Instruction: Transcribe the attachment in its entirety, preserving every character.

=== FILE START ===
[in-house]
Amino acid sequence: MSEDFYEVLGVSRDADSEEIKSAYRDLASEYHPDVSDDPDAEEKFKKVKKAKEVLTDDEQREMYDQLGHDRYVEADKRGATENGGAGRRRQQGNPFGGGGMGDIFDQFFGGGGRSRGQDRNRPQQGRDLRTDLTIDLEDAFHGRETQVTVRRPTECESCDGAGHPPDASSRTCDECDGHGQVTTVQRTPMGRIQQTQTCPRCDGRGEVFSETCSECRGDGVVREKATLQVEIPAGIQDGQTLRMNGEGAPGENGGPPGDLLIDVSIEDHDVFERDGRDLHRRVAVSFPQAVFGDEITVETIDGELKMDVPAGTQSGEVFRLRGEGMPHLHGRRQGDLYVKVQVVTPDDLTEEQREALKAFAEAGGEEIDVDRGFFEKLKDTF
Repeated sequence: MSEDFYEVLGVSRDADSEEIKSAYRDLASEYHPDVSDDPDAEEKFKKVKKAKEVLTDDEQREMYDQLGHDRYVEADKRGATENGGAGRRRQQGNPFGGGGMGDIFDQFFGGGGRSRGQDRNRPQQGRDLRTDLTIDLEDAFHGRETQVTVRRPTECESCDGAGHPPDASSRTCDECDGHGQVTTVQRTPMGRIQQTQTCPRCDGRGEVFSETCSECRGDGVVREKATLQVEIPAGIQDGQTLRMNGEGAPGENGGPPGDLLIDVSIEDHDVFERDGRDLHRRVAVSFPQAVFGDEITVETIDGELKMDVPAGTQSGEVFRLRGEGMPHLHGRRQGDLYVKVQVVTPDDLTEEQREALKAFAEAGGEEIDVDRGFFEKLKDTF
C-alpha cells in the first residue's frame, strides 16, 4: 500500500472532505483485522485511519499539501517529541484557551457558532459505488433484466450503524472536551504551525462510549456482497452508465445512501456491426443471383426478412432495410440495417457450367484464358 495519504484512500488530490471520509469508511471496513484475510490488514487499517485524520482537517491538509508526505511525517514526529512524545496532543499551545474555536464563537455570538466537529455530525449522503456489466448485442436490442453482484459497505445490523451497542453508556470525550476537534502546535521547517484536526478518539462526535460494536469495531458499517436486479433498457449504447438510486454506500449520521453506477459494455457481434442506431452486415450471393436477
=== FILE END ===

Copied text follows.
[in-house]
Amino acid sequence: MSEDFYEVLGVSRDADSEEIKSAYRDLASEYHPDVSDDPDAEEKFKKVKKAKEVLTDDEQREMYDQLGHDRYVEADKRGATENGGAGRRRQQGNPFGGGGMGDIFDQFFGGGGRSRGQDRNRPQQGRDLRTDLTIDLEDAFHGRETQVTVRRPTECESCDGAGHPPDASSRTCDECDGHGQVTTVQRTPMGRIQQTQTCPRCDGRGEVFSETCSECRGDGVVREKATLQVEIPAGIQDGQTLRMNGEGAPGENGGPPGDLLIDVSIEDHDVFERDGRDLHRRVAVSFPQAVFGDEITVETIDGELKMDVPAGTQSGEVFRLRGEGMPHLHGRRQGDLYVKVQVVTPDDLTEEQREALKAFAEAGGEEIDVDRGFFEKLKDTF
Repeated sequence: MSEDFYEVLGVSRDADSEEIKSAYRDLASEYHPDVSDDPDAEEKFKKVKKAKEVLTDDEQREMYDQLGHDRYVEADKRGATENGGAGRRRQQGNPFGGGGMGDIFDQFFGGGGRSRGQDRNRPQQGRDLRTDLTIDLEDAFHGRETQVTVRRPTECESCDGAGHPPDASSRTCDECDGHGQVTTVQRTPMGRIQQTQTCPRCDGRGEVFSETCSECRGDGVVREKATLQVEIPAGIQDGQTLRMNGEGAPGENGGPPGDLLIDVSIEDHDVFERDGRDLHRRVAVSFPQAVFGDEITVETIDGELKMDVPAGTQSGEVFRLRGEGMPHLHGRRQGDLYVKVQVVTPDDLTEEQREALKAFAEAGGEEIDVDRGFFEKLKDTF
C-alpha cells in the first residue's frame, strides 16, 4: 500500500472532505483485522485511519499539501517529541484557551457558532459505488433484466450503524472536551504551525462510549456482497452508465445512501456491426443471383426478412432495410440495417457450367484464358 495519504484512500488530490471520509469508511471496513484475510490488514487499517485524520482537517491538509508526505511525517514526529512524545496532543499551545474555536464563537455570538466537529455530525449522503456489466448485442436490442453482484459497505445490523451497542453508556470525550476537534502546535521547517484536526478518539462526535460494536469495531458499517436486479433498457449504447438510486454506500449520521453506477459494455457481434442506431452486415450471393436477